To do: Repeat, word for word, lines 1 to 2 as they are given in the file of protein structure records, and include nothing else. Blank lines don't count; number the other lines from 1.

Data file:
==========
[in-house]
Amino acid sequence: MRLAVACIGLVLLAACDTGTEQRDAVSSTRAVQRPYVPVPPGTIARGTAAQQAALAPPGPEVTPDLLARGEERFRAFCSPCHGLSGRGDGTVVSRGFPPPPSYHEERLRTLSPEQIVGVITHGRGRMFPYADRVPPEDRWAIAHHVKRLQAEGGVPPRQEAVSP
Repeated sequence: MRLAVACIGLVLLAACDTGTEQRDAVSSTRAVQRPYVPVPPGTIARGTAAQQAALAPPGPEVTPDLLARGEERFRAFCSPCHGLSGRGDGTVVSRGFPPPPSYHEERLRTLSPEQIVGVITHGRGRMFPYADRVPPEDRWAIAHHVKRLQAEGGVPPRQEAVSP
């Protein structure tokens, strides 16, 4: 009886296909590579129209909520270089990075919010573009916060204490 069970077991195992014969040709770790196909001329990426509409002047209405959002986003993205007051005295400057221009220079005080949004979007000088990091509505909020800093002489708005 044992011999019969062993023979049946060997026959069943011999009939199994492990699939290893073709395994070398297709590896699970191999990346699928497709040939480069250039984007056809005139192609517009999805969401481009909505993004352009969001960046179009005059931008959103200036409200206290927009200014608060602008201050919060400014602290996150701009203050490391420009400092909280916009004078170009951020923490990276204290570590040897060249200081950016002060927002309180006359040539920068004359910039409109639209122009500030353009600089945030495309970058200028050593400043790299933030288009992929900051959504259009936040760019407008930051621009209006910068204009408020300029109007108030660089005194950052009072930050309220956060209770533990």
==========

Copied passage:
[in-house]
Amino acid sequence: MRLAVACIGLVLLAACDTGTEQRDAVSSTRAVQRPYVPVPPGTIARGTAAQQAALAPPGPEVTPDLLARGEERFRAFCSPCHGLSGRGDGTVVSRGFPPPPSYHEERLRTLSPEQIVGVITHGRGRMFPYADRVPPEDRWAIAHHVKRLQAEGGVPPRQEAVSP